318. If, in order to prevent the occurrence of y in the denominator of the quotient when affecting the division of A by B, it had been necessary to multiply the polynomial A by some function of y, foreign roots might thus be introduced, not belonging to the proposed equation. For, call c this function, and represent by Q still the quotient obtained after this preparation, and by R the remainder, we shall have

cA=BQ+R.

This equality proves that the solutions of the equations B = 0, R=0 are the same as those of the equations cA=0, B=0. But this last system divides itself into two others, A=0, B = 0, and c=0. B=0, consequently the equations B=0, R=0 will admit all the solutions of the proposed equations; but they will admit, also, all those of the equations c=0, B=0, which can not belong to the equation A=0. The same may be shown for any foreign factor necrssnry to be introduced to effect any subsequent division.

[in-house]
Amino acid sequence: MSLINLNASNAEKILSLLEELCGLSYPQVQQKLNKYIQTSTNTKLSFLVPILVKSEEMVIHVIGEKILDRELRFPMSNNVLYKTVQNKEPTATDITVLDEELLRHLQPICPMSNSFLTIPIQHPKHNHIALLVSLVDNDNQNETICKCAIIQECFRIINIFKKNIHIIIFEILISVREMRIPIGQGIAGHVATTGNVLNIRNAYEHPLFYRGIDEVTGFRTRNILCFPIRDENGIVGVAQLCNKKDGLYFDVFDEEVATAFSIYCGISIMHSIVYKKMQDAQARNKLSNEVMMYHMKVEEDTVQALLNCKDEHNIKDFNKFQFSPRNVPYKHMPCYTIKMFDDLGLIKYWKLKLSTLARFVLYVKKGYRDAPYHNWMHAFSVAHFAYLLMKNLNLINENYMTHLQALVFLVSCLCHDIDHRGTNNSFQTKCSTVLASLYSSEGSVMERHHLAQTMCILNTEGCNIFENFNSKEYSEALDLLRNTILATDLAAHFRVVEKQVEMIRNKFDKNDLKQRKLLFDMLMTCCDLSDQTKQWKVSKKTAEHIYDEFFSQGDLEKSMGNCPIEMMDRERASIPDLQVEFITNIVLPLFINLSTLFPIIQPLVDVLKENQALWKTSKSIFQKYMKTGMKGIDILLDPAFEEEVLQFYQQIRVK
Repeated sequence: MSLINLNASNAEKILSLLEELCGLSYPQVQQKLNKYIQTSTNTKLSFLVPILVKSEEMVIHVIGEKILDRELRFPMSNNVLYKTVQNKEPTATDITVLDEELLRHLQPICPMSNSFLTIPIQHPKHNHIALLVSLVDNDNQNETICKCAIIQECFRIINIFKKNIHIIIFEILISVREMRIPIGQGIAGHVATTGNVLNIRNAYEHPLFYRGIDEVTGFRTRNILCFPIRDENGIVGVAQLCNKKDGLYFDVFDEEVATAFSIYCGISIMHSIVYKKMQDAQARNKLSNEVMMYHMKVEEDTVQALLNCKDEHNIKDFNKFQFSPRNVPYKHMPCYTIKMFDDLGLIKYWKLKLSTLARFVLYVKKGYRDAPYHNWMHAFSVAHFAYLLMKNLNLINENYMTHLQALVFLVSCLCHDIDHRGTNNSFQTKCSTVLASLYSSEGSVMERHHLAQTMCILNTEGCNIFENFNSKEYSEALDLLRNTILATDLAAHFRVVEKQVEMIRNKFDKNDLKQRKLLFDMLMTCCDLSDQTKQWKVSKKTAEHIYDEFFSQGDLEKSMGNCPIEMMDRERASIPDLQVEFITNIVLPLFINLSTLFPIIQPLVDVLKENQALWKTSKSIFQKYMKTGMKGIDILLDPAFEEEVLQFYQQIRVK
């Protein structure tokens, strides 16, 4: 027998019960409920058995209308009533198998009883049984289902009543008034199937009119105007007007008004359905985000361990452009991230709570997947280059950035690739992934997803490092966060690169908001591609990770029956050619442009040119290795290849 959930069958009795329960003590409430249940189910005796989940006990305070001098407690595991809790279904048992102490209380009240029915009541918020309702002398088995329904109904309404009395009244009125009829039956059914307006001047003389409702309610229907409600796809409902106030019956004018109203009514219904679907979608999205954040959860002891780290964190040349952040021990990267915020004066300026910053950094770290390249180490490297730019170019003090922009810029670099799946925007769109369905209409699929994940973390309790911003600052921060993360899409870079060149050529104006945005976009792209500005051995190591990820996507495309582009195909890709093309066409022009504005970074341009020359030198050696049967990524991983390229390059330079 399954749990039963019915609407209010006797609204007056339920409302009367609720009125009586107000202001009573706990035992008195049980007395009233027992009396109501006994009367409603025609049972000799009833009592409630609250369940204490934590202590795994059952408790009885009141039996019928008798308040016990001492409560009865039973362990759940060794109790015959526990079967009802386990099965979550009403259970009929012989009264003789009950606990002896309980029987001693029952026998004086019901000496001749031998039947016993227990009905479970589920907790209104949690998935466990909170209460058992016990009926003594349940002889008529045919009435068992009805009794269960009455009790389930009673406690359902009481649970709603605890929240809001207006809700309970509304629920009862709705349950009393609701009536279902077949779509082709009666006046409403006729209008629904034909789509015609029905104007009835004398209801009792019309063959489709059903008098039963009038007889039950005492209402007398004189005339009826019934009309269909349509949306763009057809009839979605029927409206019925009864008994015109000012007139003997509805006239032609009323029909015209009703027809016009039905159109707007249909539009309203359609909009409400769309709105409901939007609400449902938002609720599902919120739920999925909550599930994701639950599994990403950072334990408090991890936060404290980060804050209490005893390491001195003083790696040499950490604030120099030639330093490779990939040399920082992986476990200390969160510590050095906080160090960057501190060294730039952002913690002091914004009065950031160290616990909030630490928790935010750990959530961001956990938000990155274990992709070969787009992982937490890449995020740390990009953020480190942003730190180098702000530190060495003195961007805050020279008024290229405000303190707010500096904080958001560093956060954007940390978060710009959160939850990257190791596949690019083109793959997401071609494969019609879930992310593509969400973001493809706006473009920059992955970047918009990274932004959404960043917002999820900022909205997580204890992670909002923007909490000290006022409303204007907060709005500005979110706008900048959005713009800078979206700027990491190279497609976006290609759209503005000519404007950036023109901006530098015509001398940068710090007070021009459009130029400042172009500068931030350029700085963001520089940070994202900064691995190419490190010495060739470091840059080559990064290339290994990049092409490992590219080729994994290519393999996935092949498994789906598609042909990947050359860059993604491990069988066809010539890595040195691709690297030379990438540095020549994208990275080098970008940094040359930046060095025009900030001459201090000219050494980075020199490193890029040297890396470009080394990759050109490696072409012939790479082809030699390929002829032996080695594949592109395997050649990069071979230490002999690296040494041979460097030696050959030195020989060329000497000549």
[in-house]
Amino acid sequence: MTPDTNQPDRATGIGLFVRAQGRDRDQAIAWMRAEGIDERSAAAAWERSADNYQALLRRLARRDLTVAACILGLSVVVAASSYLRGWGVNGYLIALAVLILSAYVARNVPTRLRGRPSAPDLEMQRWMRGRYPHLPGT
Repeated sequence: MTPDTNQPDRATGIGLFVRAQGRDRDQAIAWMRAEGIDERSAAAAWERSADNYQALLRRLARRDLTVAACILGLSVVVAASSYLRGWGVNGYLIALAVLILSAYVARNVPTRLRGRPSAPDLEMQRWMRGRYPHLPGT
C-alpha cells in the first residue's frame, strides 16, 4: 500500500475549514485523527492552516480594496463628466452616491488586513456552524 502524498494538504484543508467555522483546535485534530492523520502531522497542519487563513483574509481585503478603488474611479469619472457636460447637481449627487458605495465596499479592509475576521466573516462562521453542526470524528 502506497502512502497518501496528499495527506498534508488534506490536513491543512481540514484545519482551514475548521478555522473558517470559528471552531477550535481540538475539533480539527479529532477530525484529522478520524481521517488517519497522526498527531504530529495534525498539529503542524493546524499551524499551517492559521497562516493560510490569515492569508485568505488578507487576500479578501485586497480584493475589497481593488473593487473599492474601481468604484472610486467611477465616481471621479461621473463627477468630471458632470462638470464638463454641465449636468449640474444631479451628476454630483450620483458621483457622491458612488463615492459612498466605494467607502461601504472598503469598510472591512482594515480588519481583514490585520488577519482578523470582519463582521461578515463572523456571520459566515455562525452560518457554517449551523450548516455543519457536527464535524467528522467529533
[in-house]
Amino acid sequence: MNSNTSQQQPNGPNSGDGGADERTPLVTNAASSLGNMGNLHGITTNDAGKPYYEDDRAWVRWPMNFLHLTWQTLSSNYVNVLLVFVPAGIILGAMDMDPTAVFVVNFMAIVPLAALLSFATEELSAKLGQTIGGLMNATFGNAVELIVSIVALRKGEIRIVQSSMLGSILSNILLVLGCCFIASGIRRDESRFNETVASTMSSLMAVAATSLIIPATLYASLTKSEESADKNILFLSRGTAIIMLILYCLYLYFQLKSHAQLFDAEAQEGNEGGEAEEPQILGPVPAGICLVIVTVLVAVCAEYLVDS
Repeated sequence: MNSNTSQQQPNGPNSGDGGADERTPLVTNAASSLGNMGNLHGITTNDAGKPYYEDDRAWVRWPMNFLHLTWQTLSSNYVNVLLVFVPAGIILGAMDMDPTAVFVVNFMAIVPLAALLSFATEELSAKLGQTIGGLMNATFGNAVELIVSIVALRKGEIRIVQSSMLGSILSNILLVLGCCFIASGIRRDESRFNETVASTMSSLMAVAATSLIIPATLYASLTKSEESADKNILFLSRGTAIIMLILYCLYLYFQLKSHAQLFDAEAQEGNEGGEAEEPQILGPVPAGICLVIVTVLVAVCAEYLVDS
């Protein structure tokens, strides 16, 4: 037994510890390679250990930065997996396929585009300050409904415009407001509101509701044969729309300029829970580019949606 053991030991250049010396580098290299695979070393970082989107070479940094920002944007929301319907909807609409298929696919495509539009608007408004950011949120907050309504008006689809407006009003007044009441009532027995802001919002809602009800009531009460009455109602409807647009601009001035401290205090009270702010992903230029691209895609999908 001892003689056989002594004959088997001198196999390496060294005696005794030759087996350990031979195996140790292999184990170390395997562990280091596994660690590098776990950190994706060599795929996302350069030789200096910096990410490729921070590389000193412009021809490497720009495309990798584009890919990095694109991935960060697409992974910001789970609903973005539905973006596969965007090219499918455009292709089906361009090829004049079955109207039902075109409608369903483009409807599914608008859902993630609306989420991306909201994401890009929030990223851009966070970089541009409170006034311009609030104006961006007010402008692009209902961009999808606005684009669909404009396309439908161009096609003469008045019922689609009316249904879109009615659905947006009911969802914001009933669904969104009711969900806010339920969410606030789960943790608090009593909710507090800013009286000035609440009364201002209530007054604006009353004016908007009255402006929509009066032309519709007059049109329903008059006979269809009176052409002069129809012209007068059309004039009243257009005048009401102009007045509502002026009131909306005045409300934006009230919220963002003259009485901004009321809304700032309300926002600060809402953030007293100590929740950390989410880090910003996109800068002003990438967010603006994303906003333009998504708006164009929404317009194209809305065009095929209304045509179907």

On the o'her hand, factors are sometimes suppressed for convenience in the process for finding the common divisor. If these factors were such as would reduce to zero on attributing to y its proper values, the process ouglit to terinmate, since the whole remainder becomes zero with one of its factors, and the preceding divisor would be a common measure of the two polynomials; and yet these values of y which produce this common measure would not have been presented by the final equation arrived at had the factor in question been suppressed without notice.

From the foregoing considerations we see that, to obtain the values of y which belong to the proposed -equations, we must equate to zero the remainder which is independent of x, as also each of the factors in y which have been suppressed in the course of the operation, and resolve each equation separately; secondly, that among the values thus obtained there may be some which, on trial in the proposed equations, prove extraneous, and which must, therefore, be rejected.